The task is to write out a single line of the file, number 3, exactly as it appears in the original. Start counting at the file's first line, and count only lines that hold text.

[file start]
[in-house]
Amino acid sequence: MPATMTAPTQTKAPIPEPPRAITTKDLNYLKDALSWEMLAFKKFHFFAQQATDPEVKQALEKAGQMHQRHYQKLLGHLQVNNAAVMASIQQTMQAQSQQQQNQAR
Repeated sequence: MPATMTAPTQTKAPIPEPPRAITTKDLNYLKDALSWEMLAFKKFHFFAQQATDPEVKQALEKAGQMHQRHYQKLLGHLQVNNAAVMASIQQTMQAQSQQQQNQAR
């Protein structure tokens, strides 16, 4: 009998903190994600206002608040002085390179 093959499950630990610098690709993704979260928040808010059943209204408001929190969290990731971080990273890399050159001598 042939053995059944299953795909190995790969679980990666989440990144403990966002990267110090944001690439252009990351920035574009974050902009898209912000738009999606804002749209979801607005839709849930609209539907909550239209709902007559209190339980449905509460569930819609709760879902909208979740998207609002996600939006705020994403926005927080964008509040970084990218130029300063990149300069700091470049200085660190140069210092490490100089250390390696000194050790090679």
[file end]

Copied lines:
Repeated sequence: MPATMTAPTQTKAPIPEPPRAITTKDLNYLKDALSWEMLAFKKFHFFAQQATDPEVKQALEKAGQMHQRHYQKLLGHLQVNNAAVMASIQQTMQAQSQQQQNQAR